Imperfect Beauty, The Making of Contemporary Fashion Photographs
by Charlotte Cotton
Fashion itself, over the last decade, has become so generic and mainstream, and the stylist is more at the forefront helping the brand realise a different perception. I've never known a time that has such a distinct look as now.
Simon Foxton interviewed by Charlotte Cotton
Simon Foxton: I see editorial photography as being about crafting these separate little worlds. Working on the initial concept means getting a feeling for the world that exists in the photographs, the different emotions and perhaps new rules for dressing. It's like creating a little scenario. I'm not sure that's the right word but it's like writing a book and describing an environment, that sort of thing. Creating a separate space, a separate reality, is the side of it that I find most interesting.
Charlotte Cotton: How do you compile your ideas?
Simon Foxton: I'm an avid collector of images and I have scrapbooks. A lot of it is to do with collecting existing images from all over the place. I suppose if you're asking where the inspiration comes from, it's from all sorts of things. I watch as much television as anyone, go to the cinema and galleries, and I love watching people in the street. It's a silly cliche but it's that magpie thing where you're constantly picking up bits and pieces. It's the blending of elements from different pieces that I find quite exciting. I've never called myself a fashion stylist because I don't really know if I understand fashion as a concept. I like style and I like clothing and the drama of it, but fashion as a concept is slightly alien to me. I can never quite grasp the idea that something is right this season and wrong the next. That built-in obsolescence slightly jars with my way of thinking.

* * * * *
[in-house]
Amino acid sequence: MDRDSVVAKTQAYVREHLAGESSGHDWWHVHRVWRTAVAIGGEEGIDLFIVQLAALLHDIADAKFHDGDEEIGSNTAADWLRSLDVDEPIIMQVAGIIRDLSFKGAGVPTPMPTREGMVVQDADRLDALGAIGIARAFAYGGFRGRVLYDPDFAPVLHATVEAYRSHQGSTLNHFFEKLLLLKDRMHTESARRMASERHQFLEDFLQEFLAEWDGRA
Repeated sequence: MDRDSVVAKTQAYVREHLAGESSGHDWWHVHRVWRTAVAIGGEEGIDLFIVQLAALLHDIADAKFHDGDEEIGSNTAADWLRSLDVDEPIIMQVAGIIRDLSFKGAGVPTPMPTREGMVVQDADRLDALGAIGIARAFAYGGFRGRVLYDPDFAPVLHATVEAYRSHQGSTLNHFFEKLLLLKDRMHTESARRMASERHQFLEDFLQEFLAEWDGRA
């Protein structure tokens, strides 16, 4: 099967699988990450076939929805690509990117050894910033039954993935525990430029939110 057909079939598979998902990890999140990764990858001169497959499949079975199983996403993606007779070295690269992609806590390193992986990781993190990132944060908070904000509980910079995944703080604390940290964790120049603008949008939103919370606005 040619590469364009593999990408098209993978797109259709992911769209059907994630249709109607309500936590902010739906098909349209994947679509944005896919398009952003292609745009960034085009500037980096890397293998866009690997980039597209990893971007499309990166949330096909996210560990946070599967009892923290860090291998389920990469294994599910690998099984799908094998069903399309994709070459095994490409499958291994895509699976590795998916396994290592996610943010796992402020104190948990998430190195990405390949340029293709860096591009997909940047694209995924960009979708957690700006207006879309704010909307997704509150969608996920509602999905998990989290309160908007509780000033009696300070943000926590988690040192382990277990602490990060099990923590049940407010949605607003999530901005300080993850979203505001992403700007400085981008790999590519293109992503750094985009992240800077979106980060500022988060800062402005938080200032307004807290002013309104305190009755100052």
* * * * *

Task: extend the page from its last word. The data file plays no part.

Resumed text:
Charlotte Cotton: Out of your list of influences you didn't mention the catwalk.
Simon Foxton: No I've been to quite a few shows in the past. I stopped going because it's just a bit too full-on for me. I found that I was being seduced by the designer's presentation of the clothes. You get caught up in the music, lights, staging and the models. I find it far more useful to look at the clothing once it's back at the PR offices, away from all of that hoopla, so I can take a detached view and actually see the clothes as they are.
Charlotte Cotton: Is there a difference between styling men's and women's fashion?